As this year's best and fairest winner, Dunkley's move raised plenty of questions, particularly around Beveridge's relationship with him. When asked about it, Beveridge was firm in his response.
"Terrific. Strong. Always close... He would've been offered a better deal, but we still offered him a lucrative contract... Probably the Essendon approach highlighted to him how much he could've possibly earned at another club, and that would've been part of it," Beveridge said.
"I think it's a combination of maximising your opportunity, and leveraging good form, and we haven't been able to satisfy him as far as his contractual demands go."
It was a different story with Hunter though, once thought to be a Bulldog for life, a combination of off-field incidents and on-field form led to a separation from the club.
"We all felt it might be good for him. He needed to implement some change in his life more than just his footy, and he's been quite public with that. Initially, he absolutely wanted to stay, but he came around to the idea that maybe it would be good for him and his wellbeing to pursue the next part of his career somewhere else," he added.
While there's been plenty of speculation, he feels he has never lost the group.
"I would have to say I've never lost them."
Turning back to the on-field questions, Beveridge addressed the talk of the resounding height of the Bulldogs' squad following their trade and draft acquisitions, and was quick to assert that their key position stocks are at different stages of development.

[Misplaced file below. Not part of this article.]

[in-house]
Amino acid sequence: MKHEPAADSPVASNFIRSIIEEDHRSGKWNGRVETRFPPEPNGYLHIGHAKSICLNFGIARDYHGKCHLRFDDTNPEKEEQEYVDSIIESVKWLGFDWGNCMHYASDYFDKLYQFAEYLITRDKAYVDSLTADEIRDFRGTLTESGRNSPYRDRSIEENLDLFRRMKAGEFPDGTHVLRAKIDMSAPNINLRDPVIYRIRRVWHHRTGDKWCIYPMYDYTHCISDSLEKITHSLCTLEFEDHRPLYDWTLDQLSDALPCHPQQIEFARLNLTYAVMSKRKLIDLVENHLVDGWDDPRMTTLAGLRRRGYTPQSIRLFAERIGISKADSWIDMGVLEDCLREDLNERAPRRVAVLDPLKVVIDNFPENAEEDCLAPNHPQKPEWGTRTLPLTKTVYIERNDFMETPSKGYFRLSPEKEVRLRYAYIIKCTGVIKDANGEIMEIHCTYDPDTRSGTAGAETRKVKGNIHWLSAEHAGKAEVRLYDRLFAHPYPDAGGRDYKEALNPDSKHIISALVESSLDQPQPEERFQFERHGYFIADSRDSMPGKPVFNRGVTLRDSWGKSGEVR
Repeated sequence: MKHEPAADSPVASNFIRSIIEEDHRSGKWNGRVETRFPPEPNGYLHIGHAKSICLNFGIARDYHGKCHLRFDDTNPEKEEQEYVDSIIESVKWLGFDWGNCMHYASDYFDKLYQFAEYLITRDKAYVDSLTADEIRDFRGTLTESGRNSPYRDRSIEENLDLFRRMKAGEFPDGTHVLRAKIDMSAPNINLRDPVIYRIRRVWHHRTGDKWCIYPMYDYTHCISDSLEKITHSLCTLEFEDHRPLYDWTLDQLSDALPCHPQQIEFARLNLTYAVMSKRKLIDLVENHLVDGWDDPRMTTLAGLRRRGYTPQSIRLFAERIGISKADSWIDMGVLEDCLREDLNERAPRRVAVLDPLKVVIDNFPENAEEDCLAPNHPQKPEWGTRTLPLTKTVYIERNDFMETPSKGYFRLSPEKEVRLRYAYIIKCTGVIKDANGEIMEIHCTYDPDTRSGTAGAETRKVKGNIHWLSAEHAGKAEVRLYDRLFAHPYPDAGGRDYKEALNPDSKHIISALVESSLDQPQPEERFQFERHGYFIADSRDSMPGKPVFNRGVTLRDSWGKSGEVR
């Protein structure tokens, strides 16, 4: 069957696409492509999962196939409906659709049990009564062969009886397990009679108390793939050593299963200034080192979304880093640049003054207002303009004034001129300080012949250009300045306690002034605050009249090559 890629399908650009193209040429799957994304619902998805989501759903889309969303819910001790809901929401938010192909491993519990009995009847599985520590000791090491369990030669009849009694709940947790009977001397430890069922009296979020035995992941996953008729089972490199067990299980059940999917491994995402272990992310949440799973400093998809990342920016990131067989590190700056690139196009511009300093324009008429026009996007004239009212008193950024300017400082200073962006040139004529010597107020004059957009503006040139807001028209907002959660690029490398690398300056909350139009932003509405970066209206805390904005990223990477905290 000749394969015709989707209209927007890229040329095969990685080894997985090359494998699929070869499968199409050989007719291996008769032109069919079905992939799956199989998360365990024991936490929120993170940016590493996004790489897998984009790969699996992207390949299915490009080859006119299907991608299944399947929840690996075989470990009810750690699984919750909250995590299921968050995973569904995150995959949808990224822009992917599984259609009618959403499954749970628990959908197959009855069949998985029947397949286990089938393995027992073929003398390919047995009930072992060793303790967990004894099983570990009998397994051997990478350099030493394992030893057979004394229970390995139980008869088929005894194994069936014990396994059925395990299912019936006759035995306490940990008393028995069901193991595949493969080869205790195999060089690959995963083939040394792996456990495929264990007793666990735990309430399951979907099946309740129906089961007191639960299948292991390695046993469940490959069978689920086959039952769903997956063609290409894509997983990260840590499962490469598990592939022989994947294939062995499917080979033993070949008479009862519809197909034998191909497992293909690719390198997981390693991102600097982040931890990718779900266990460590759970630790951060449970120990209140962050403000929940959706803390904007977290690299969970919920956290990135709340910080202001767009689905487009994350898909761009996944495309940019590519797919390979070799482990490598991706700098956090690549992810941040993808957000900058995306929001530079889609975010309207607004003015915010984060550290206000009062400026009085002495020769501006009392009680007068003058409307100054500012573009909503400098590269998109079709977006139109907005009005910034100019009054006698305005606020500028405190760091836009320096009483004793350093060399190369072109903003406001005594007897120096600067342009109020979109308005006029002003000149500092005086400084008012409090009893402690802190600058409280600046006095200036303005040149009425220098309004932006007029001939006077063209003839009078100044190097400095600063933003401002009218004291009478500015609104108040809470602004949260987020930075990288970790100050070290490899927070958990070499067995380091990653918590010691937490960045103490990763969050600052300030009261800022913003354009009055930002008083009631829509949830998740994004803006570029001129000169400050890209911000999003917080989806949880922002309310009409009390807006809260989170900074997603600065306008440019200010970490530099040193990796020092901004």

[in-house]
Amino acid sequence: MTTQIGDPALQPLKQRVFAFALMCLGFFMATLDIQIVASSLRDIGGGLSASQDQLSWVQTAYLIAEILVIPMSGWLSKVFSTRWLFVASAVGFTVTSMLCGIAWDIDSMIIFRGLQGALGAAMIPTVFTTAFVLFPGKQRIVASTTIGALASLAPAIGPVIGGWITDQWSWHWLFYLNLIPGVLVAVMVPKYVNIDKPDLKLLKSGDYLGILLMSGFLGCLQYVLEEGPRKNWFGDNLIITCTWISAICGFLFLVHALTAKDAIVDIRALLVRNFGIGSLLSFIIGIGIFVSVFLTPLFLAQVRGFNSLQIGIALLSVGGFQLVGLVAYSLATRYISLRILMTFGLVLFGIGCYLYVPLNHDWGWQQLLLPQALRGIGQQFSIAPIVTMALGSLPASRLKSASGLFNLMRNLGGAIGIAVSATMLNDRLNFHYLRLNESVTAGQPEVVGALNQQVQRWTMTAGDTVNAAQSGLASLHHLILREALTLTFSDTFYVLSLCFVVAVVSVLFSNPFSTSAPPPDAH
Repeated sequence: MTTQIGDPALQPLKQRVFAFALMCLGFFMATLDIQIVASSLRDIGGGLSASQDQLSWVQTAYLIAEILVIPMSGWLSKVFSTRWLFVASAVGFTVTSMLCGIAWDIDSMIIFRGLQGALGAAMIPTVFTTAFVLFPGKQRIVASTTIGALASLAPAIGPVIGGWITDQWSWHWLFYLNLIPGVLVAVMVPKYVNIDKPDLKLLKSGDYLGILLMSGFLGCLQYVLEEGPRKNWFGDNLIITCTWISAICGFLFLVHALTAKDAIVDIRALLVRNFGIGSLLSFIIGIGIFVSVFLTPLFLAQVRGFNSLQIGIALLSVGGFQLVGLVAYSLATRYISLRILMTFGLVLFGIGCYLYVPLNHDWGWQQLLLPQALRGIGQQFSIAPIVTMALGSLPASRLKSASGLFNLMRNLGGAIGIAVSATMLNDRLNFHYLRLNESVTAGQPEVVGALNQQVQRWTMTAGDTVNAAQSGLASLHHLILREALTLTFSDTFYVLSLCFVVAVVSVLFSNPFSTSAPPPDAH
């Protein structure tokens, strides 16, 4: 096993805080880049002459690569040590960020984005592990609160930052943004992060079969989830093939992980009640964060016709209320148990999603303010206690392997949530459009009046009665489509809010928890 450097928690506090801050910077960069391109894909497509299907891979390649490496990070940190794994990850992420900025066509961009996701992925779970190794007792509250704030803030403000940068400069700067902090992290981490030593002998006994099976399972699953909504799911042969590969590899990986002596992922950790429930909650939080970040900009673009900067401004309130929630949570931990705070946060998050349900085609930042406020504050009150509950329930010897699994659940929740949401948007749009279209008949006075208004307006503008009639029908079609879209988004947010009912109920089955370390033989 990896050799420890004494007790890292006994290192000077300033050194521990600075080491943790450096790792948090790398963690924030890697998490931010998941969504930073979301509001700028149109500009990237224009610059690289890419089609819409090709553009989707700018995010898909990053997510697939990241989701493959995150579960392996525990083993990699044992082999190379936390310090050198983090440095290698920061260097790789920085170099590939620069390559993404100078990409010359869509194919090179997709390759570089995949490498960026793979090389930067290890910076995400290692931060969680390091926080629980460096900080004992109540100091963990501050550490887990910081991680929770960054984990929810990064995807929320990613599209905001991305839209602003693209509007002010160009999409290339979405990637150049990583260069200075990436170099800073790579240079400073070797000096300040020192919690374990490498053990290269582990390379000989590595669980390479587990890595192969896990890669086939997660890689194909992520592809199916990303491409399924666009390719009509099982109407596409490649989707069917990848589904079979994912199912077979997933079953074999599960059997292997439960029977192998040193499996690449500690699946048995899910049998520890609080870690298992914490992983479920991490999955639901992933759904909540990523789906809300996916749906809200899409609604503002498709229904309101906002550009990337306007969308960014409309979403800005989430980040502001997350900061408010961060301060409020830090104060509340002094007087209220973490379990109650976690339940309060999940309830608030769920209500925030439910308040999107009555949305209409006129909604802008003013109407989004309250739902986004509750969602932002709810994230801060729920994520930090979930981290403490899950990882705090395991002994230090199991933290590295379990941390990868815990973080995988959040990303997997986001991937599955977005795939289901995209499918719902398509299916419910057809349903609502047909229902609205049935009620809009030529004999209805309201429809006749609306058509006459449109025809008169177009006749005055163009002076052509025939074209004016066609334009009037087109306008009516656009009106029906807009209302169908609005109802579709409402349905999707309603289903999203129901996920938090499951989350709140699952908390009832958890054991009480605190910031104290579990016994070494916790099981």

"I think the young guys need a separate category. Sam Darcy hasn't done a pre-season. He's come back and he's not ready now, he hasn't done a main session... he's a long way from being anywhere near the footballer he's going to be, even for next year," he said.
Elaborating further, he opened up on Aaron Naughton and Josh Bruce, two players generating plenty of intrigue this off-season, particularly in regards to how they are going to fit into the Bulldogs' structure.
Some have gone as far as suggesting that Naughton, originally drafted as a defender, will make the move down back.
"He's kicked over 50 goals in the past two years and he just turned 23 last month. He's another very young key forward. No one asks anyone to consider that... So with him, Rory (Lobb) and Jamarra (Ugle-Hagan), and then working out who plays around them, it's going to be a big challenge for us," Beveridge said.
With his forward line plans seemingly set in stone, Beveridge hinted at possible options for veteran Josh Bruce.
"He's going to play a bit of back through the pre-season, but I've said to Josh, he hasn't lost his position outright, it was just that he came back from injury and it was tough to re-emerge after a long period out," he revealed.
"He's had a good pre-Christmas period, so we will get him down back, knowing full well he can play forward... there's a lot of options."
As always with an AFL coach, there appears to be plenty left unsaid, with it being clear that Beveridge is keen not to generate too many distractions. As one of the game's most intriguing characters, the small insight provided is nonetheless fascinating.
This off-season is clearly shaping as a defining one for both Beveridge and the Western Bulldogs and they will undoubtedly be an interesting watch in 2023.